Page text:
Back in 2019, I was getting into music video directing and at the same time I wanted to create more work that had ties to my Iranian identity. What better way to collaborate with an Iranian music artist, and to bring something new to the Iranian music video market, which are often near identical copies of Western music videos without much innovation. Around that time I discovered Säye Skye’s music; his vision was fresh and his lyrics were socially conscious, unlike anything I’ve heard in Iranian hip hop. He also has great visual taste and we could collaborate to make something great together. I got to connect with him through Instagram and we soon became good friends. He played some of his upcoming music for me, and ‘ADHD’ caught my attention. It was colourful and upbeat, and touched on themes of mental health that was unheard of in mainstream Iranian media. We were very excited to create something together, and even though our budget was very small (~$500) we wanted to create something exciting and fresh. I had just finished my Masters in Media Production program where I focused on 360/VR filmmaking, and wanted to apply my skillsets to a new project. We had talked about the concept of having multiple versions of Säye perform around the camera point of view, to emulate the experience of someone with Attention Hyperactivity Disorder, where the point of focus is continuously changing. Much of it was inspired by Säye’s own experiences with ADHD, and we wanted to portray it as a superpower. We thought this would be the perfect concept to execute with a 360 camera, where the viewer would embody a first person perspective and the action would happen around them. We would have the camera placed in different locations, where Säye would perform in different angles, and I would stitch the footage together to create a seamless shot. There weren’t any crazy lighting setups because of the 360 shooting aspect, and our equipment was very barebones. The first version of the video we created was 360 video based, where you could move the image around on a screen, or live inside the video with a VR headset. We premiered that version at the Geneva International Film Festival in November 2021, and the response was fantastic, with hundreds of audiences experiencing the piece in VR headsets. However, we felt that because of the VR format, many other audiences weren’t able to properly experience the piece at home, and many festivals couldn’t program it to wider audiences. We were inspired to create a 2D version, with pre-animated camera movements, which resulted in a more cinematic rendition of the project, with simulated zoom-ins, dolly-ins, whip transitions, and so on. Stylistically, the video takes inspiration from a variety of aesthetics. The opening sequence with the UFO entrance comes from our love for science fiction, particularly mid 20th century American sci fi. Many of the video’s elements such as the matrix-like transition that comes after the first scene came to be from pure experimentation in post. Säye would watch the video and would point out any parts that he felt were too slow or boring, and we would find ways to add more and more polish. A sequence in the video portrays Säye inside 1970s Iranian cartoons that were created as part of the “Center for the Intellectual Development of Children and Adolescent”. We are very excited about this, because it’s a way to pay homage to some of the lost work from renowned Iranian filmmakers such as Abbas Kiarostami, as well as to convey a taboo-breaking rendition of these children’s cartoons with modern themes of dealing with mental health. Our goal was to create a visual experience that both Farsi and non-Farsi speaking audiences can engage and connect with, and hope you enjoy the piece!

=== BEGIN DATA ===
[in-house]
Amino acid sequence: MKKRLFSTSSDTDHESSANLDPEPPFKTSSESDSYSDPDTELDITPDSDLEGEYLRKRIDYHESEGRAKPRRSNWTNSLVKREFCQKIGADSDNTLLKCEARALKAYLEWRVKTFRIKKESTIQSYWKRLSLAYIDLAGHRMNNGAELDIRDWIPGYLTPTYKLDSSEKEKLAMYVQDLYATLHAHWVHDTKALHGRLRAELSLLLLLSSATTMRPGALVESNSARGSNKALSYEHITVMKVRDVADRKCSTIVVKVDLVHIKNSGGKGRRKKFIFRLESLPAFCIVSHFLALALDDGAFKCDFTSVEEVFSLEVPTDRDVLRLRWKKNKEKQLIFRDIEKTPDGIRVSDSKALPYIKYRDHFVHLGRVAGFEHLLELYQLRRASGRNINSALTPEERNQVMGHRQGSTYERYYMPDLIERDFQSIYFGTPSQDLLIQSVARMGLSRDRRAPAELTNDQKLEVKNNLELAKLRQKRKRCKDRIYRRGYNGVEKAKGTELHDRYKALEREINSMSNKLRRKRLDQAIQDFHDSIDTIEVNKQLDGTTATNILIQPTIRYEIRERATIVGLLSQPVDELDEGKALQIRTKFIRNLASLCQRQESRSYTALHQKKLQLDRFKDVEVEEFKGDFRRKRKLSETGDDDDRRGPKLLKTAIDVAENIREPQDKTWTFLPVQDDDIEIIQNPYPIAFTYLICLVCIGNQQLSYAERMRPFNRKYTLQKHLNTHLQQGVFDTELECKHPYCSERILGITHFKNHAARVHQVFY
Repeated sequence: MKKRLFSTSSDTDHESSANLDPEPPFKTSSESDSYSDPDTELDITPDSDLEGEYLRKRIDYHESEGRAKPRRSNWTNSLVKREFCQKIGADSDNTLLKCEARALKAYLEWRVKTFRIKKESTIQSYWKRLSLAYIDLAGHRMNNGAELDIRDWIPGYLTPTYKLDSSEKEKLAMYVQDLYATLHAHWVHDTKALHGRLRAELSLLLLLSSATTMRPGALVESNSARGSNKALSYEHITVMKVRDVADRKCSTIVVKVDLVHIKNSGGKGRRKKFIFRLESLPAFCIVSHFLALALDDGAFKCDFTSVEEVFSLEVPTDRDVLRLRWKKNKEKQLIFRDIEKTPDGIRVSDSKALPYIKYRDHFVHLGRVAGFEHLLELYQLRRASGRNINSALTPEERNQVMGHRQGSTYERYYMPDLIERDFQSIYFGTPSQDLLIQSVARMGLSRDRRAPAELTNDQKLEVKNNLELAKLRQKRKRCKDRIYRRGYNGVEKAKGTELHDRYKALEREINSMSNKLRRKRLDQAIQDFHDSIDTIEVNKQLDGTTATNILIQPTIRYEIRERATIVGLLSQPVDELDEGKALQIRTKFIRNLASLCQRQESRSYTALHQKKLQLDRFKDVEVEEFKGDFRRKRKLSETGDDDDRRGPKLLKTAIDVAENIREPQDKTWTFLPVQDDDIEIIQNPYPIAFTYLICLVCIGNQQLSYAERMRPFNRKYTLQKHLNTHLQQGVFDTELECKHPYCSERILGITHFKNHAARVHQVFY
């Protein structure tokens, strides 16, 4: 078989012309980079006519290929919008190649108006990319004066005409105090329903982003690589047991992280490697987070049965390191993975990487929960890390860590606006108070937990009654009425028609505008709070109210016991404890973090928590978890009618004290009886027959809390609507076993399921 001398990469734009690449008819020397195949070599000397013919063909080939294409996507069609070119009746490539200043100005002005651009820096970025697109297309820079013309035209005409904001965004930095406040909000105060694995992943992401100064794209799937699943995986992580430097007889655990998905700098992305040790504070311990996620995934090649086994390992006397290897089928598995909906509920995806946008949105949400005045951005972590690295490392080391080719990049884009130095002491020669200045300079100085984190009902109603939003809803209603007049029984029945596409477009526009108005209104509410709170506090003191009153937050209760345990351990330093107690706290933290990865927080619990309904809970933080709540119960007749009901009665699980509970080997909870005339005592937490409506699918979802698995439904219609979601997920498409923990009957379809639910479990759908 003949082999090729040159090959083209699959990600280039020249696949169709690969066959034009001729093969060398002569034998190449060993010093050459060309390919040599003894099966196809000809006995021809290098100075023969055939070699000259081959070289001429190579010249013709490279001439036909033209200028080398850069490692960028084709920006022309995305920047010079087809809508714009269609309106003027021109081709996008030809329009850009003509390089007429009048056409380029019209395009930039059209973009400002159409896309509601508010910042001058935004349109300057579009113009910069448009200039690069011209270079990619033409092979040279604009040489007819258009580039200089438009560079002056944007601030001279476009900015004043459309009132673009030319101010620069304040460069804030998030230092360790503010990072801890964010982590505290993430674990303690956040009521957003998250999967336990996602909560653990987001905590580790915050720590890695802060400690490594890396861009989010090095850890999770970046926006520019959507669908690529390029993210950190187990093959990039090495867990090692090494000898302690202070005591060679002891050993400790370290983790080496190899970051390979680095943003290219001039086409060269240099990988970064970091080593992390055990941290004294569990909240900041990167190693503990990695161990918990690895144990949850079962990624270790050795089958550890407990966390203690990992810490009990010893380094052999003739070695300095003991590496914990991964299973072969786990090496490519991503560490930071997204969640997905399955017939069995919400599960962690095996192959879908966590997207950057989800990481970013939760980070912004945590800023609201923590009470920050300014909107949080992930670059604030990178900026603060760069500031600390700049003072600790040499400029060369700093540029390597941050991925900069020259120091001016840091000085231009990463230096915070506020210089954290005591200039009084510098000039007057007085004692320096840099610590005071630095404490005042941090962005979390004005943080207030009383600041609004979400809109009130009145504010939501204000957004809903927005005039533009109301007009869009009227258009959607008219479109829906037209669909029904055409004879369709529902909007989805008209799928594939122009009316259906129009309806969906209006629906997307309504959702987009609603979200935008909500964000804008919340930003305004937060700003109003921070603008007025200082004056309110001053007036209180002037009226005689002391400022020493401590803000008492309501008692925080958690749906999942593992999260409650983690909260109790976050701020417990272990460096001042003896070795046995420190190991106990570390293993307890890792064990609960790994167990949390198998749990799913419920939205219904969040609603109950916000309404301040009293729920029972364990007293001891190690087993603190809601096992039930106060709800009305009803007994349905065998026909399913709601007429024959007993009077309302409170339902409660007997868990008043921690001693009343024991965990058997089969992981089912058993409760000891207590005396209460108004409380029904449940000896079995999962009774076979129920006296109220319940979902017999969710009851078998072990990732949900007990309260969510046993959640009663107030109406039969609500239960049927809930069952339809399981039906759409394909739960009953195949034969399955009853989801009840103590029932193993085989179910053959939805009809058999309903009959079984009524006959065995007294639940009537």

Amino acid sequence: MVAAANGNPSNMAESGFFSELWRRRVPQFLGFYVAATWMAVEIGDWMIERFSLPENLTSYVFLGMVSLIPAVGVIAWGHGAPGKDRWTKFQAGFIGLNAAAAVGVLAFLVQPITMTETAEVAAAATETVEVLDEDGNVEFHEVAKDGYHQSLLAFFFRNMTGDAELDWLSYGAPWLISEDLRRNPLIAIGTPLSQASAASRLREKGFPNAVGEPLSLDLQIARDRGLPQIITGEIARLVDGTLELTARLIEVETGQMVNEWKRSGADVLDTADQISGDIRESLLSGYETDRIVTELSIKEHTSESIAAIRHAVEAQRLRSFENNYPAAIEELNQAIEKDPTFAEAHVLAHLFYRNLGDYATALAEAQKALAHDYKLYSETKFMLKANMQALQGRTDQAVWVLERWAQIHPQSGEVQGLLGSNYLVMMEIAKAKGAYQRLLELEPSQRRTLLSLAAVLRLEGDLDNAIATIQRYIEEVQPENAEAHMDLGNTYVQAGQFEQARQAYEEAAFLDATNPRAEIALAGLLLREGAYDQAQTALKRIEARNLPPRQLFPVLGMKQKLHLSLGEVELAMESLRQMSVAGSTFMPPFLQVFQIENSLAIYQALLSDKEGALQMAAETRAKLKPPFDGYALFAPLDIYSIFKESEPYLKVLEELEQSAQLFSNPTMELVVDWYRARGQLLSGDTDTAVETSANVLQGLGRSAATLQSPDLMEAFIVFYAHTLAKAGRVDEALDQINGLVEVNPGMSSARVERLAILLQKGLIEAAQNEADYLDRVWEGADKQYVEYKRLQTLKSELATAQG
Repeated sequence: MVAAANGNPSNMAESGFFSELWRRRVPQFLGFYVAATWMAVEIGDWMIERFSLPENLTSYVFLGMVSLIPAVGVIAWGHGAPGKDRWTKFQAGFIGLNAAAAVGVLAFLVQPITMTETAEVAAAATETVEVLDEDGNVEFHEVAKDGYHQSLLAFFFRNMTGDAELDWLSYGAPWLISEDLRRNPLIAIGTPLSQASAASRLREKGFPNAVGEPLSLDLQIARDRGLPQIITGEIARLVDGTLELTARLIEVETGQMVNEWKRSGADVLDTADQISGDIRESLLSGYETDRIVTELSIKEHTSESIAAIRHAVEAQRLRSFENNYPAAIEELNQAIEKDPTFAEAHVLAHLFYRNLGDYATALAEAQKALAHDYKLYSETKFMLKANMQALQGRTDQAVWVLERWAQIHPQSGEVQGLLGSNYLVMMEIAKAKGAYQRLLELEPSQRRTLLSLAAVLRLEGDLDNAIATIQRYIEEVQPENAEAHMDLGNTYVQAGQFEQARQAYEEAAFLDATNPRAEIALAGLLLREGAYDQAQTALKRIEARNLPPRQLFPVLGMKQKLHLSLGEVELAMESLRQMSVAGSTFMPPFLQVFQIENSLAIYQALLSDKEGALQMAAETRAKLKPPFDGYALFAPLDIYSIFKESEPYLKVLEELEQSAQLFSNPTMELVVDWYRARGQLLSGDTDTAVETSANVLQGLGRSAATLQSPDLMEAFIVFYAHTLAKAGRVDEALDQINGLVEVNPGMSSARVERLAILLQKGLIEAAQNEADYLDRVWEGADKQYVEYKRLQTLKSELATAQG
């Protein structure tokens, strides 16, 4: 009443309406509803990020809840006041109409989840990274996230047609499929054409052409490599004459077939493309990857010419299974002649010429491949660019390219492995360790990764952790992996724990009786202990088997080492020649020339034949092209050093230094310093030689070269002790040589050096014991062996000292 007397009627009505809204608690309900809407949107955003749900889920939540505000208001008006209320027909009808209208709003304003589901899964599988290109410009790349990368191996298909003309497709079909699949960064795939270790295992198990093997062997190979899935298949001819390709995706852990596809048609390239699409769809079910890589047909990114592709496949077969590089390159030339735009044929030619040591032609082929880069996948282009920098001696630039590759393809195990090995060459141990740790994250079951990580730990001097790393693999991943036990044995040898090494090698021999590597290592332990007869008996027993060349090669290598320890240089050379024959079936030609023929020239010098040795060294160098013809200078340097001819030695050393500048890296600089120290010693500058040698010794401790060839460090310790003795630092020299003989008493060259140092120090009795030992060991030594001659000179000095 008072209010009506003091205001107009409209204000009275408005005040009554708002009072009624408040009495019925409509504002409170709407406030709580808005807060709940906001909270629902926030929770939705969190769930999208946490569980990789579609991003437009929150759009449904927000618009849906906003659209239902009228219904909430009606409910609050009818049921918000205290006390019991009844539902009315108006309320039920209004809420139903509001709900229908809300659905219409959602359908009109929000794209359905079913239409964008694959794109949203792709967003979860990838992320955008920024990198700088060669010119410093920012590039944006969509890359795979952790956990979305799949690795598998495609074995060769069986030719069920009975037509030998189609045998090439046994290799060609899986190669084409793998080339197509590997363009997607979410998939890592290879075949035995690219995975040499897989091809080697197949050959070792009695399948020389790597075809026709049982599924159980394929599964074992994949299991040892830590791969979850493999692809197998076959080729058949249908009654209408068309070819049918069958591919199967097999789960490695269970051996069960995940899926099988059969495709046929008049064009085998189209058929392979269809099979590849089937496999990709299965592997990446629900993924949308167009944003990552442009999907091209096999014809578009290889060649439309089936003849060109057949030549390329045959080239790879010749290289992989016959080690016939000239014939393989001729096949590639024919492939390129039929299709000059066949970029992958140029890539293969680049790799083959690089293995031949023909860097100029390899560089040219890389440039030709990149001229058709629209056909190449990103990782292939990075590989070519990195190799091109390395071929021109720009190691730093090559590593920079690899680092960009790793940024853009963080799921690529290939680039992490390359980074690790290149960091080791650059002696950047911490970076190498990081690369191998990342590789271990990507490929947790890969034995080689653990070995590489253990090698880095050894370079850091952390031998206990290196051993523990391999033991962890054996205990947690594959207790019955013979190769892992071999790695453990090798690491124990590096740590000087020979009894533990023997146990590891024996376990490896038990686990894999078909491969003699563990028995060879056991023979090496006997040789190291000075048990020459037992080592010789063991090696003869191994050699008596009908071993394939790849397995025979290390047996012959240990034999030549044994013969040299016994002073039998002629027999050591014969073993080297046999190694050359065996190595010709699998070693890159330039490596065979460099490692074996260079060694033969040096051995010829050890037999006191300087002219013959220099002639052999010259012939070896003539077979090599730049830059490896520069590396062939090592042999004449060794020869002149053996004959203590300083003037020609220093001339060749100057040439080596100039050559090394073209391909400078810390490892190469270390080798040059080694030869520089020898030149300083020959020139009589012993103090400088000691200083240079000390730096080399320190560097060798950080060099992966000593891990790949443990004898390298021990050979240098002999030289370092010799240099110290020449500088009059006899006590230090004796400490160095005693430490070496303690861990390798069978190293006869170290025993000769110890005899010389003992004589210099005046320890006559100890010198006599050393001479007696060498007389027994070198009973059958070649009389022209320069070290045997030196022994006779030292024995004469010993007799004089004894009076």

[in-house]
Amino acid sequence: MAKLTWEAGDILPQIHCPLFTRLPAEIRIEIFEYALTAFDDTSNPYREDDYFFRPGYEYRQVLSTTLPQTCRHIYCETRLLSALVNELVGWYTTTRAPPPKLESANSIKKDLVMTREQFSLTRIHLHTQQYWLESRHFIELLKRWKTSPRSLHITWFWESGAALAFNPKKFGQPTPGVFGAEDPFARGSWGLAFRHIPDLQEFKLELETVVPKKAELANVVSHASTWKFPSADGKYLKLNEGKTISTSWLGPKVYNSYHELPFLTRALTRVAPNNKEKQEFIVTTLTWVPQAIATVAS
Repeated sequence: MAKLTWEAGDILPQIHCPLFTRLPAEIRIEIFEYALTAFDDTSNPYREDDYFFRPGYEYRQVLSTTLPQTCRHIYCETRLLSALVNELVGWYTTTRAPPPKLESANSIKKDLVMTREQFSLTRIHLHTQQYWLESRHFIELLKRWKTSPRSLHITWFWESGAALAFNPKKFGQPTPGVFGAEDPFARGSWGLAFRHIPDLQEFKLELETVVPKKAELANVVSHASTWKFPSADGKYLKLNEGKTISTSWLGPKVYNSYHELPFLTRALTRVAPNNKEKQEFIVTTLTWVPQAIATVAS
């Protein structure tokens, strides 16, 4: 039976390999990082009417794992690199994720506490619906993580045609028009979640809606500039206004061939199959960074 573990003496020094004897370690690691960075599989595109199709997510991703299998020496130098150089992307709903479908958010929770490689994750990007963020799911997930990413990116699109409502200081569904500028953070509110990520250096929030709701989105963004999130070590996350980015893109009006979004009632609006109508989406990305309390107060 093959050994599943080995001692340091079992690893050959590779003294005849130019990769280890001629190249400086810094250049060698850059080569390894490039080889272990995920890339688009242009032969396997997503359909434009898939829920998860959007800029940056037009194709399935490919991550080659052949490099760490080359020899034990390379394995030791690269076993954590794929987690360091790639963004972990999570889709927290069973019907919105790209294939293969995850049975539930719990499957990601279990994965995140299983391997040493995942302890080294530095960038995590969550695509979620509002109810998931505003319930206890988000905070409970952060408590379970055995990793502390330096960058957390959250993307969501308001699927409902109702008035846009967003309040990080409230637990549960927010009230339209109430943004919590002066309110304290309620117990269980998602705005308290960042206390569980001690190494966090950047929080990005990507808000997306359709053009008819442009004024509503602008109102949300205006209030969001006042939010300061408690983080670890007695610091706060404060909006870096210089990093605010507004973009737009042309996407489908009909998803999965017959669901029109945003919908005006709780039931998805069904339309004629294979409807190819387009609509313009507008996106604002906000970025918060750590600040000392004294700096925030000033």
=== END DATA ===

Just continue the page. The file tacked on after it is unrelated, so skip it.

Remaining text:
Sina Dolati is an Iranian-Canadian filmmaker based in Toronto, Canada and born in Rasht, Iran. He’s passionate about telling personal stories through musically driven films, whether it is narratives, commercials, or music videos, often through a lens of dark comedy or science fiction. Playing around with new forms of media like VR, and getting crazy with post-production techniques as an editor, have also become part of his signature. Sina also finds joy in exploring cultural themes related to his Iranian identity whenever he can. Sina’s recent projects include music videos for Juno-winning Indigenous electronic band The Halluci Nation (formerly A Tribe Called Red), a music video for Big Wreck / Warner Music Canada, and the music video ADHD (Säye Skye) which was an Official Selection at international festivals such as Florida Film Festival (Academy Award Qualifying), Shiny Awards, Directors Notes and Berlin Commercial (Direction category). Sina holds an MA in Media Production from Ryerson University, where he explored immersive filmmaking.